This collection reveals an artist making connections with the past, through locations and the imagery they throw up, and through the provenance of linking subject matter and materials. The title of the exhibition at Cotley Tithe Barn is Propects, and prospecting is precisely what Dicker is doing – both within the landscape, in which he foraged for inspiration and to make the connections that start his conversation, but also within himself in this new way of interacting with his subject matter.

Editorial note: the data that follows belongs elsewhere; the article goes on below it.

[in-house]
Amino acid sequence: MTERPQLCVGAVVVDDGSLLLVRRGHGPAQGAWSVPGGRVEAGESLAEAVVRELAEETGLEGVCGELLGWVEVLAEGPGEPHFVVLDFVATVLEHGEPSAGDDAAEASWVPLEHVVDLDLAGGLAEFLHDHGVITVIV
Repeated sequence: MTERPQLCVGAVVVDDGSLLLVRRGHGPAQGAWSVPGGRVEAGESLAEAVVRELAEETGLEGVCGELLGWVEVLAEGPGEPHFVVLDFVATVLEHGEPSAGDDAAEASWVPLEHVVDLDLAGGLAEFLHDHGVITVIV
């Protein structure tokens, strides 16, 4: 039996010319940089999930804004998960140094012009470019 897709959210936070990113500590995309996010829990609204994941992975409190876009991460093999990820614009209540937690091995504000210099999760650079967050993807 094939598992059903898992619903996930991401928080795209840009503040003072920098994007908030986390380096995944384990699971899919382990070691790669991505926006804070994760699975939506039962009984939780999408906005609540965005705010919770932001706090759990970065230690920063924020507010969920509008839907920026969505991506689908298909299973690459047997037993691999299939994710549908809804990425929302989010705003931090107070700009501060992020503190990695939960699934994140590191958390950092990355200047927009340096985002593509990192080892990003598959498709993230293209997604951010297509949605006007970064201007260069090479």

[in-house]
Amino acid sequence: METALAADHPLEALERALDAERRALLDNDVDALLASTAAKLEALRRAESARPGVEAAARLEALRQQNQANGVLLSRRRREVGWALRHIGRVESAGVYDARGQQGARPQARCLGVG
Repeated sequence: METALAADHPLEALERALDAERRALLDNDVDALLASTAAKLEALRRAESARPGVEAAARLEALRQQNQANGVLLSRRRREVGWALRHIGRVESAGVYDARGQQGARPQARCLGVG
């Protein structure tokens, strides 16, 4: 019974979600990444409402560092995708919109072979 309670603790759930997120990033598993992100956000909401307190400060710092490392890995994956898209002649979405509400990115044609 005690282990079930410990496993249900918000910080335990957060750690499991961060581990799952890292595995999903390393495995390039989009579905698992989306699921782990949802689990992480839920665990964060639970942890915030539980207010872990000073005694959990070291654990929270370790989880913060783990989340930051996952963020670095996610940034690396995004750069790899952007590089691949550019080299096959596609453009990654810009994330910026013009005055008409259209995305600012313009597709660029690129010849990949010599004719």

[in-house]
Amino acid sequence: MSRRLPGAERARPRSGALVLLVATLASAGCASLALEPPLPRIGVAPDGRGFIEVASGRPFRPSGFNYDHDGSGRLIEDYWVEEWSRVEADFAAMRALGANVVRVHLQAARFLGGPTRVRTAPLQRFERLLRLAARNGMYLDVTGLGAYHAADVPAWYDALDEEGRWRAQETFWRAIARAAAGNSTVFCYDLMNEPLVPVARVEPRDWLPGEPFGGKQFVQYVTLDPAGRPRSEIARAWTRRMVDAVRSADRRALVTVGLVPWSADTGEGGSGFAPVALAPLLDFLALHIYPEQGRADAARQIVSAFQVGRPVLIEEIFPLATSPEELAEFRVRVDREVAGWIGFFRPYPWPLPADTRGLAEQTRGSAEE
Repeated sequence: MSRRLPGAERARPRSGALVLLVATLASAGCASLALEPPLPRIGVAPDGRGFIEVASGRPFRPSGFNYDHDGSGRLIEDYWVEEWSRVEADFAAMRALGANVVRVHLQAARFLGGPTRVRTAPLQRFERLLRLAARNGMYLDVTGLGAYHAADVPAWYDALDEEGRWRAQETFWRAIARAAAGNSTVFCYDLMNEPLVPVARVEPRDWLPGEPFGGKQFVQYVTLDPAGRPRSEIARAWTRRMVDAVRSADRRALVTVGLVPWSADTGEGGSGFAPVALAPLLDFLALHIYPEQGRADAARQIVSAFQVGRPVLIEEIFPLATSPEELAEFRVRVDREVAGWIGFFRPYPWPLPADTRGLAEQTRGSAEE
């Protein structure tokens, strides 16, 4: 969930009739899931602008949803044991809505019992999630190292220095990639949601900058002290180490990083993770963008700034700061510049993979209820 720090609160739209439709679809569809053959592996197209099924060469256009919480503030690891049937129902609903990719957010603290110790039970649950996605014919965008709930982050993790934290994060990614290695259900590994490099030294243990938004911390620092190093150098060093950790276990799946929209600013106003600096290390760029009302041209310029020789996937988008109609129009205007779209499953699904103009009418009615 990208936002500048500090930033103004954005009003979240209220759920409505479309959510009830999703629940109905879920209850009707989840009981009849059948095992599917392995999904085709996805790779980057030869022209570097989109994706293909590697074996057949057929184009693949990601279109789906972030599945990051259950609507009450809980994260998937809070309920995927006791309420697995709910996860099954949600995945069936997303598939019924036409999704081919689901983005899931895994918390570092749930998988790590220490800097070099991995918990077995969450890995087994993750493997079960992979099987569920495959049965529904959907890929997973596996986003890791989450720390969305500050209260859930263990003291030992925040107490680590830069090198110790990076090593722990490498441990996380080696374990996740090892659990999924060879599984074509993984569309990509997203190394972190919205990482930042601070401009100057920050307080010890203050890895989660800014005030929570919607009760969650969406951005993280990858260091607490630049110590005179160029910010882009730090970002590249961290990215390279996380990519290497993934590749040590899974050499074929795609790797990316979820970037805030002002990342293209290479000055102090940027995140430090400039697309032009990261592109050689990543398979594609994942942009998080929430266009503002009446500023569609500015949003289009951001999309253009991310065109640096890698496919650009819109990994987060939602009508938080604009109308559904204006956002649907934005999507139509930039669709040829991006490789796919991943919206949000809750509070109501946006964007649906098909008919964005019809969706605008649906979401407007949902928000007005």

If working through mediating structures, such as audio-visual recording equipment, digital printing methods, and even curating the work of other artists, had put a distance between Simon Lee Dicker and his work, then this recent shift bridges that gap. There is a sense in the new work of an artist addressing a personal need to return to a physical medium, to get his hands dirty, and to play around a bit. Dicker, while maintaining his interest in that uneasy relationship between man and nature, has allowed himself the freedom to take chances – that his work is installed in a part of Cotley Tithe Barn that houses a wood-burning stove whose flue is almost as tall as ‘In This World of Shit…’ is high, only adds to the sense one has of the elements combining in Dicker’s favour. Indeed, assuming the stove to be a part of the installed work seems to be par for the course, and although he is quick to point out its pre-existing presence and purpose (the beaters gather round it at the end of the day to pluck the shooter’s quarry), Dicker is nonetheless delighted with the extra layer of meaning and purpose it imparts on the work. There is humour here, underpinned by the ever-present sensitivity one associates with the work of Simon Lee Dicker, and that warmth has been amplified by this new, tactile direction.